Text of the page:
Luke liked to use geography as a technique for pacing his narratives. As the story moved along, its characters moved from point to point. One of the major moves in the Gospel of Luke was the last voyage Jesus made to Jerusalem, where he suffered, died, and was buried. After that, of course, Jesus rose again from the dead, and ascended to heaven, enthroned beside the Father and governing the universe.
Here, in the course of Paul's restless quest to take the gospel further and further afield, to places where it had not been heard before, we see a turn:
Act 20:16 Pavlus, Asya İli'nde vakit kaybetmemek için Efes'e uğramamaya karar vermişti. Pentikost Günü Yeruşalim'de olabilmek umuduyla acele ediyordu.Let's look at that second sentence. On the day of Pentecost (Pentikost Günü) in Jerusalem (Yeruşalim'de) to be able to be (olabilmek) with the hope of (umuduyla) diligence, zeal, energy (acele) he exerted (ediyordu).
Jerusalem, it seems, was the place prophets, and dreams, go to die. Like his master, Paul suddenly turns his back upon a successful and purposeful ministry life, to go back to Jerusalem. He knew trouble awaited him, but "set his face like flint" to march directly into adversity. He was taking with him gifts collected from Gentile churches for the Jewish Christians, who were beginning to suffer ostracism and financial penalties for their faith. Perhaps, he hoped to avert irreparable schisms (fitna) between Jewish and Gentile Christians. Or, maybe he wished to strengthen the identity of the Jewish Christians with Christ, and hence with Gentile believers, in a culture that was suicidally and stubbornly insistent on pretending that Jesus had never happened, or in any case did not matter.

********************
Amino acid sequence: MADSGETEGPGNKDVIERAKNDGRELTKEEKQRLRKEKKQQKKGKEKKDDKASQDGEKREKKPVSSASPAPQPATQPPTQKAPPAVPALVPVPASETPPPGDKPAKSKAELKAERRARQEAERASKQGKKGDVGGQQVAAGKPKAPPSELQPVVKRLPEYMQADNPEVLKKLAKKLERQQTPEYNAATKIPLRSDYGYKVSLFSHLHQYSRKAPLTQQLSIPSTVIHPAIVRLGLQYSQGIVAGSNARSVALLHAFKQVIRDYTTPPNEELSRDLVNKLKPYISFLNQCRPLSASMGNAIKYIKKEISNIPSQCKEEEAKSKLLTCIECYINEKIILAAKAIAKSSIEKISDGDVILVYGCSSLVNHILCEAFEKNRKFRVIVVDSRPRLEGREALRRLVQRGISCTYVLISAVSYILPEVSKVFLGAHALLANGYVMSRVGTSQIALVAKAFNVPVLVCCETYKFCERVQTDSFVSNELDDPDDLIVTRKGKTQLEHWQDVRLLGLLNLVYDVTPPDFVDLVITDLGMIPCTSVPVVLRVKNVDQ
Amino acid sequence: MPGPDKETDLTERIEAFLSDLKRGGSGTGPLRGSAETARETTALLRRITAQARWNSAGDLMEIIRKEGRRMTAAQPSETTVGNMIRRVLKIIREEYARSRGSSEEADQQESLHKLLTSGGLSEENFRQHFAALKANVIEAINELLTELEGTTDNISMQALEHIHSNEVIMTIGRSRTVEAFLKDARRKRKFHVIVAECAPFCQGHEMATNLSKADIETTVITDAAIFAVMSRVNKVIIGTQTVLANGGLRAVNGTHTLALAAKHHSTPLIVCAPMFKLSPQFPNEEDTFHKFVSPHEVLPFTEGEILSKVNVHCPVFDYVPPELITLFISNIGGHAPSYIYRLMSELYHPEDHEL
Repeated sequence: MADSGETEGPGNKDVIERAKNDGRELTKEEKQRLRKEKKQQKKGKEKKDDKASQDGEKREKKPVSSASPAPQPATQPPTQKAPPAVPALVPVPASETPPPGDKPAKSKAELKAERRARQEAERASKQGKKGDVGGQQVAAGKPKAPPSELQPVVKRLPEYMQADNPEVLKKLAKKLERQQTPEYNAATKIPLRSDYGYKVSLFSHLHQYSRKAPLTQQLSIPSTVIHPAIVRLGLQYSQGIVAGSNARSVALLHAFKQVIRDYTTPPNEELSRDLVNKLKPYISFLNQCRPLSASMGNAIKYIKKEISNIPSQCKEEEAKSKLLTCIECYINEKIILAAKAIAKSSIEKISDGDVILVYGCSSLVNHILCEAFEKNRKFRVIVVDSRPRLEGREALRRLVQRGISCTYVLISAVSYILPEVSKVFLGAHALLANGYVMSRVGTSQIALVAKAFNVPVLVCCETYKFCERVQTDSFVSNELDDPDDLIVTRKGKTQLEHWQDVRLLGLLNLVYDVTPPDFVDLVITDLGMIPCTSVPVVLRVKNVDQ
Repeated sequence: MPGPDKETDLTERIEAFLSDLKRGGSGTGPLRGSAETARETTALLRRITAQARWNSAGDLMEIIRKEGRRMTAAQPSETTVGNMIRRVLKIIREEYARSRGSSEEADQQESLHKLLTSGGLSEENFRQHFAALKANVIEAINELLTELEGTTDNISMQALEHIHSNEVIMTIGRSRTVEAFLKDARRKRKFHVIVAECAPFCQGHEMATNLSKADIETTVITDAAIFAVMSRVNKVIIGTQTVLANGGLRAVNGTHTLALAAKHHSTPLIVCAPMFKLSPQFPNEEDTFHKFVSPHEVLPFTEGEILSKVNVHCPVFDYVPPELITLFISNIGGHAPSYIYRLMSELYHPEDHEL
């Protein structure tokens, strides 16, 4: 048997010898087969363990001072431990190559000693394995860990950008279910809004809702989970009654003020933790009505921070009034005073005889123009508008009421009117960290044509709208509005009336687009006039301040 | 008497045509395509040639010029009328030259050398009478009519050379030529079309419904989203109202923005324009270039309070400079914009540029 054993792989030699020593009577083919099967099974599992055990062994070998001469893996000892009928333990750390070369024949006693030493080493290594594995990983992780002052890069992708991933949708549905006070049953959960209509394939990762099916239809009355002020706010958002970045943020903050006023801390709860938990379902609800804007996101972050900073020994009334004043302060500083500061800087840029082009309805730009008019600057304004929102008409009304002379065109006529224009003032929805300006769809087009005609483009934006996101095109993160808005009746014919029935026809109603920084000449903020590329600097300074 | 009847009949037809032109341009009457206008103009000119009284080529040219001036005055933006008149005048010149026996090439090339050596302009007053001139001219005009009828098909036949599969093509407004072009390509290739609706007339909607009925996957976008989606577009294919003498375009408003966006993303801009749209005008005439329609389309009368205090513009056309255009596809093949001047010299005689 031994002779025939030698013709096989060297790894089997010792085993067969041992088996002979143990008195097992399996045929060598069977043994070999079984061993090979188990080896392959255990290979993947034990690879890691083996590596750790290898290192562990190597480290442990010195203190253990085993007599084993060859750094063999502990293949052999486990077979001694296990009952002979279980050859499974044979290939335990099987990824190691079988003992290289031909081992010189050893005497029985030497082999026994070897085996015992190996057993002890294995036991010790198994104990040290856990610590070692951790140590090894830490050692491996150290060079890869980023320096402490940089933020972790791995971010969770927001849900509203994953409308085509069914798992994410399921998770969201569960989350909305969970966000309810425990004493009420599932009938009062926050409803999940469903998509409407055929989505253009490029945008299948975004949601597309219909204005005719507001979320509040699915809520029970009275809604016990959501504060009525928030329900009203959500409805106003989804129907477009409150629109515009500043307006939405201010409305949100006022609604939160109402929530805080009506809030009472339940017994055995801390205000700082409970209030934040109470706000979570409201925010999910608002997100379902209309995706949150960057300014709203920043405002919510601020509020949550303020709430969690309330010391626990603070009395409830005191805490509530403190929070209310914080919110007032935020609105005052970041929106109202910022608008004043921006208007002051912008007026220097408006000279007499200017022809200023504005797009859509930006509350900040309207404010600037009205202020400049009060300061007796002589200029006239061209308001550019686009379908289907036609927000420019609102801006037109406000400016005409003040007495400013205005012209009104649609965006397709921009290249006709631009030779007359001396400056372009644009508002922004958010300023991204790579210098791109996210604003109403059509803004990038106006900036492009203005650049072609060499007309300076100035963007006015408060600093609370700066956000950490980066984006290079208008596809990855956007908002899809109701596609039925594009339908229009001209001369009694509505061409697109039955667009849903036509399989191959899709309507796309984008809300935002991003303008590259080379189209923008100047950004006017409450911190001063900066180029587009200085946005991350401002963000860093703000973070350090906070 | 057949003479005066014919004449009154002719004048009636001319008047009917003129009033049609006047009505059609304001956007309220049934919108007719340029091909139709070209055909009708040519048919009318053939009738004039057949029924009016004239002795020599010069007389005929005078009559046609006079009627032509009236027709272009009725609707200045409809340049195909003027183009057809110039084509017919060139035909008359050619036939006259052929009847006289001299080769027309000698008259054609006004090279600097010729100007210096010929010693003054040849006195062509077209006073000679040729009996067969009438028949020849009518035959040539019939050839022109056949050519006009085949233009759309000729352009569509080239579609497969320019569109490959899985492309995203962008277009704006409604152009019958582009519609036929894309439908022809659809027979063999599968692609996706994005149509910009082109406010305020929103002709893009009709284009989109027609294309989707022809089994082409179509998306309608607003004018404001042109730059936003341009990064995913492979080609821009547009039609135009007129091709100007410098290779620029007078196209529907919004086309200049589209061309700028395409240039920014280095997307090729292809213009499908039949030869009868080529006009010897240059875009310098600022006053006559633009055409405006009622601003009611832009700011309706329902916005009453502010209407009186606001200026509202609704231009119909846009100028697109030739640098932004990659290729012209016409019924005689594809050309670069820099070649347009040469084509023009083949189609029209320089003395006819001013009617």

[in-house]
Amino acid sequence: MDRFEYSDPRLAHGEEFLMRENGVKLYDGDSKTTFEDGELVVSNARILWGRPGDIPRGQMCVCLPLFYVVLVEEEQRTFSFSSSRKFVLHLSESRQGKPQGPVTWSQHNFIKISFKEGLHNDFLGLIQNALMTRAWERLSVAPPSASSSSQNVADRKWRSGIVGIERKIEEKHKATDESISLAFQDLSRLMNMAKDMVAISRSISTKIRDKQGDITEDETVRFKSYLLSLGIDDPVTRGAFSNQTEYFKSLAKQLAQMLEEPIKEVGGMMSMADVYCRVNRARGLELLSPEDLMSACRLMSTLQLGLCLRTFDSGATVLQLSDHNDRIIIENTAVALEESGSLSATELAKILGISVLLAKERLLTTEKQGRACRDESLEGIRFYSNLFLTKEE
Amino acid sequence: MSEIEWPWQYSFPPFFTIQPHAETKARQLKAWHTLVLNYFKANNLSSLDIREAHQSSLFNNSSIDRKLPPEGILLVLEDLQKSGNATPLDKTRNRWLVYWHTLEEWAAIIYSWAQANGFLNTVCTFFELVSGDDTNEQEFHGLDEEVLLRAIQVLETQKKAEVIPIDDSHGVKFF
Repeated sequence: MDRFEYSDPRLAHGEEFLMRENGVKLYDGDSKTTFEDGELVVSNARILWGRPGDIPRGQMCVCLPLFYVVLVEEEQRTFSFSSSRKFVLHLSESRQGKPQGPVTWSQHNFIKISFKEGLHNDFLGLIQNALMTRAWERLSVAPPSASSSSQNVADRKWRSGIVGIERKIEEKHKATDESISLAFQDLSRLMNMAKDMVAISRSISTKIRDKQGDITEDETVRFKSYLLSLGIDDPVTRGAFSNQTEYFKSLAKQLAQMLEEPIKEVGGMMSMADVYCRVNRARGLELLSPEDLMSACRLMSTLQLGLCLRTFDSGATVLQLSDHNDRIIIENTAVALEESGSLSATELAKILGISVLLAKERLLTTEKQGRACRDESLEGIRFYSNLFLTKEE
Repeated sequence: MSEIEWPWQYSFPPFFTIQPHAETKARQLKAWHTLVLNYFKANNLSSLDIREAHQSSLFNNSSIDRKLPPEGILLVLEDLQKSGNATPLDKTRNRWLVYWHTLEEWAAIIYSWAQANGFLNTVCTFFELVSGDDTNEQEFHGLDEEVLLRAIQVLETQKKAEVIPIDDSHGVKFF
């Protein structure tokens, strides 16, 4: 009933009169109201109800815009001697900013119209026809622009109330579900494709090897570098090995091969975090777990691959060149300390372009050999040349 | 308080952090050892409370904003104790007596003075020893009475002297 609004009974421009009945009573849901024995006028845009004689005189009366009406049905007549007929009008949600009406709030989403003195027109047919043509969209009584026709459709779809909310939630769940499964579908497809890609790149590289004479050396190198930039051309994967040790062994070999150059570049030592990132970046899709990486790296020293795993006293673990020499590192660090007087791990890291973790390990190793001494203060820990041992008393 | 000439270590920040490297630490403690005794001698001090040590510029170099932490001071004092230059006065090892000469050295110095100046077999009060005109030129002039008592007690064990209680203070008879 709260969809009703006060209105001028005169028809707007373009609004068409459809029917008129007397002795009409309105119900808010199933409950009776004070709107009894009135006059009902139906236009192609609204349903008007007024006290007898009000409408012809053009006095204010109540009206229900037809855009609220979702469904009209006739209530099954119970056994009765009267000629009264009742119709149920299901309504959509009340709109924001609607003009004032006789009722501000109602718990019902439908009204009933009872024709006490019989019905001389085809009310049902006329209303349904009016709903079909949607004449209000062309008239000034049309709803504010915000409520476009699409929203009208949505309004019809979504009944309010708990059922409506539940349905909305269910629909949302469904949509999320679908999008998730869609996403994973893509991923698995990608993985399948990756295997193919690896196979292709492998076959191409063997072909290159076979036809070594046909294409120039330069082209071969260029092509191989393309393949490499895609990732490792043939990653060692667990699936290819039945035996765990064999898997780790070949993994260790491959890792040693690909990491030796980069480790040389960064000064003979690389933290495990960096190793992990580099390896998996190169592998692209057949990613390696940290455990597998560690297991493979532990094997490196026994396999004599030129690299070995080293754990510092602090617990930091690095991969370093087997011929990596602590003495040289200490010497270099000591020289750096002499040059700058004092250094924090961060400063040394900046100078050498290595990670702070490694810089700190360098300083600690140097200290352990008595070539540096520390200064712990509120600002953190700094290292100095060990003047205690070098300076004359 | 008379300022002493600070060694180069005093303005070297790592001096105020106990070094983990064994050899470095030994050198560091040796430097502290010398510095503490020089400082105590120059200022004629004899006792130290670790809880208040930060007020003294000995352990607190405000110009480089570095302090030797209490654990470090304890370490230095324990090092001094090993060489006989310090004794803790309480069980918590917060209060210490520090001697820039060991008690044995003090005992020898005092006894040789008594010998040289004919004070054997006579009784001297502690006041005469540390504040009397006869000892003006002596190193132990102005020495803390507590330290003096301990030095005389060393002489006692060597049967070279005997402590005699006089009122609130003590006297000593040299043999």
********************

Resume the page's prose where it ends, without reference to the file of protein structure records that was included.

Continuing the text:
That reminds me -- I took a one-semester course in aesthetics while pursuing a BA. The textbook was James Joyce's Ulysses, a book that maps the Bloomsday life of a Dublin man against Homer's Odyssey. The professor told us to re-read it in a few decades, when so many of our youthful dreams had failed, just to appreciate how robustly funny it is.
 I don't know how it happened. Once upon a time, an initial letter i in an English word acquired a little "foot." Somehow, the letter i with a bigger base to stand upon became our letter j, and acquired the same phonetic value as the Turkish letter c. The Latin names Iesus and Ierusalem became the English words Jesus and Jerusalem. I'm sure my Lord heeds those who call upon Him as Jesus today, even if He would not have recognized that name while walking the earth!
 The "back to Jerusalem" movement in China consists of Chinese Christians who wish to complete the westward movement of the Gospel by taking this message all the way back to its source. Many are studying Arabic, in the expectation of doing business with some of the intervening people groups ...